#33/111: 1,000 Dollars & an Idea

What is it about?

Sam Wyly talks about his journey from a young boy in Lake Providence to a billionaire in Texas. Most of the book is dedicated to University Computing his first company which sold processing time to companies.

Key points?

Quality of the journey: Success isn’t how much money you made, it’s how happy you were. Sam Wyly dropped his job at IBM for starting his own company because he was restless. He gave up his security for uncertainty and debt but he was happy.

Hire complementary people: Although, he made his fortune in software, Wyly wasn’t really into programming but he knew how to sell. Sterling Software, a company founded after selling University Computers for $3.3bn, consisted of over 30 acquired software companies. These companies weren’t really merged into one big company. Rather they existed as own sub companies. Only financial planning, accounting, etc. was centralized.

Be in motion: A problem of IBM and other giants is that the are mostly rigid. This allows small companies/startups to penetrate new markets faster and often these giants are too slow to anticipate change in existing markets. Don’t become a rigid, stay agile.

Size doesn’t matter: The first big acquisition of Sterling Software was Informatics which was valued at $200m. Sterling Software, at this time, valued only about $30m but Wyly wanted to acquire Informatics. Sterling Software acquired Informatics because they raised about $180m in cash from issuing junk bonds. Sometimes size doesn’t matter.


It’s a refreshing book, especially because lots of people think that every successful software company started in California (Microsoft didn’t either, by the way). For readers without a small finance background it is maybe a bit confusing because Wyly talks a lot about financial instruments. All in all, a neat biography about a not so well-known billionaire.

Stamina and Simplicity

Yesterday, I’ve read an other chapter of Founders at Work. It was chapter 8 about Evan Williams founder of blogger.com, later twitter.
The story of blogger.com was really tough, especially after all employees and his co-founder left the startup because they didn’t have any money anymore. But Evan stayed and kept up the server and the service. In 2001 Evan started adding some paid-services for blogger. And two years later Google acquired Blogger.com.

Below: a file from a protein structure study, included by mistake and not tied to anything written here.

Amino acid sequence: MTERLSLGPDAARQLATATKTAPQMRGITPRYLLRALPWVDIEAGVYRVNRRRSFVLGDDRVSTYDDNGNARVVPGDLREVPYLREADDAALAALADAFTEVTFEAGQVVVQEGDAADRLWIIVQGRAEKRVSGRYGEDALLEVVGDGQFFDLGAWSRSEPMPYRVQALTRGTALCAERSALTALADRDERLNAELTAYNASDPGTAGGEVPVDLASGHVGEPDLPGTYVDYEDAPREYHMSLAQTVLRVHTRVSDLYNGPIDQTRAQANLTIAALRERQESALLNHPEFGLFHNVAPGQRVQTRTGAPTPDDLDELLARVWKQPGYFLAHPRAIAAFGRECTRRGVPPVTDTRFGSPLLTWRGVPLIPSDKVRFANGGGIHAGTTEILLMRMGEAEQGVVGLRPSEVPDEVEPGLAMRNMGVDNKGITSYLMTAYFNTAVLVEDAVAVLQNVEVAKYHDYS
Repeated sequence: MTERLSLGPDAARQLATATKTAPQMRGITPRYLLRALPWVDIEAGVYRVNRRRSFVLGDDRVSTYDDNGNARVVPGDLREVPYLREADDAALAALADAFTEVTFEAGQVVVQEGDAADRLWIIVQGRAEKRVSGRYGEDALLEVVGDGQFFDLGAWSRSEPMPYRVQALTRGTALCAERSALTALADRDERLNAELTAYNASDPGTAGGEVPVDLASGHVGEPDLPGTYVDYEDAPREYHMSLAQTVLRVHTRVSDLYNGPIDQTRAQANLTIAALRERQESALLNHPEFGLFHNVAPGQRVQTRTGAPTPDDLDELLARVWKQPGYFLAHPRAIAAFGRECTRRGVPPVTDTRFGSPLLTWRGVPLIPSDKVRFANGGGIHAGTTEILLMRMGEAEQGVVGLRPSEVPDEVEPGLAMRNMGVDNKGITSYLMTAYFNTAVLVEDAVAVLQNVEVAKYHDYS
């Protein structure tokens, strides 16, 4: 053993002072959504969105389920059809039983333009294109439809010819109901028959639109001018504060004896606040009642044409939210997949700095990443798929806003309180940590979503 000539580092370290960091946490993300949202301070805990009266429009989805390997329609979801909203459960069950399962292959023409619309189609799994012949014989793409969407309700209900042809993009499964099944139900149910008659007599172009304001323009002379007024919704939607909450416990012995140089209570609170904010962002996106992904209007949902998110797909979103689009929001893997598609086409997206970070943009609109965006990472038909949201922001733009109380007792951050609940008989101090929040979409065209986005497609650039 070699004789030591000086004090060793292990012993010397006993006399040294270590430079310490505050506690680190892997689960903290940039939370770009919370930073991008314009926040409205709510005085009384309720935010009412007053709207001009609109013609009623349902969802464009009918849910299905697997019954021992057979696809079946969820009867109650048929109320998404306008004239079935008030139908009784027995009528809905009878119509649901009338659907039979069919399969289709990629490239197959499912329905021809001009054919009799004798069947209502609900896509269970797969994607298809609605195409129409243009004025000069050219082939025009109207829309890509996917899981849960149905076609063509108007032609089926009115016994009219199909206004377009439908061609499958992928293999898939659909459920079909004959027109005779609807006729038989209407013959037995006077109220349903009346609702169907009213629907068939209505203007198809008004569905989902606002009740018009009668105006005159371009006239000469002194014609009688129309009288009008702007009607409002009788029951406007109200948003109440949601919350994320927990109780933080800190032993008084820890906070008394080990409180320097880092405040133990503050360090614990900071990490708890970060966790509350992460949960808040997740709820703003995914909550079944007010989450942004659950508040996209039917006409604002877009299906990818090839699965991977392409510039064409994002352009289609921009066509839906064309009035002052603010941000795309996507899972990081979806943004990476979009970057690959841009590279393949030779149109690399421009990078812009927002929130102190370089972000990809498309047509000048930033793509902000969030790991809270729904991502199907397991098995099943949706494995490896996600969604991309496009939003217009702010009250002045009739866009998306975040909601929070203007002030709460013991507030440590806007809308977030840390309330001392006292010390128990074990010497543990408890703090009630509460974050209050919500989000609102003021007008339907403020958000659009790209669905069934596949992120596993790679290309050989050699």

“Simplicity is powerful.” – Evan Williams

He showed this with both blogger and twitter.
I think these are powerful ways of doing things: stamina and simplicity. Often it don’t have to be complex. Complexity has some bad side effects. I think everyone who had worked on a bigger project, source code or organization knows this.

“Il semble que la perfection soit atteinte non quand il n’y a plus rien à ajouter, mais quand il n’y a plus rien à retrancher.” -Antoine de Saint-Exupéry

Translation: “Perfection is achieved, not when there is nothing more to add, but when there is nothing left to take away.” -Antoine de Saint-Exupéry

This could be a way to get simple and great (business) ideas. Take your first sketch. Try to make it simpler. If it will remain too complex, maybe you can’t put it into practice. Then try another idea or think harder to make your old one simpler.

There are several pros of simple ideas.

  • Your idea isn’t so prone to small changes
  • You can manage it without 90 people in administration
  • More people will understand (and use) it
  • The chance to survive is higher

“Must I be an inventor?”

The idea is not that important. Google did not invent search engines. Apple did not invent mobile mp3 players. Microsoft did not invent operating systems. So you should/must be an innovator.

Google said “Hey, search engines are great, but the results suck. We need a better search algorithm.”
Apple said “Hey, mp3 players are great, but they are not stylish and easy to use, make them look cool and easy to use.”
Microsoft said “Hey, IBM is looking for a new operation system for their new personal computer, we know where to buy one.” Oops, bad example.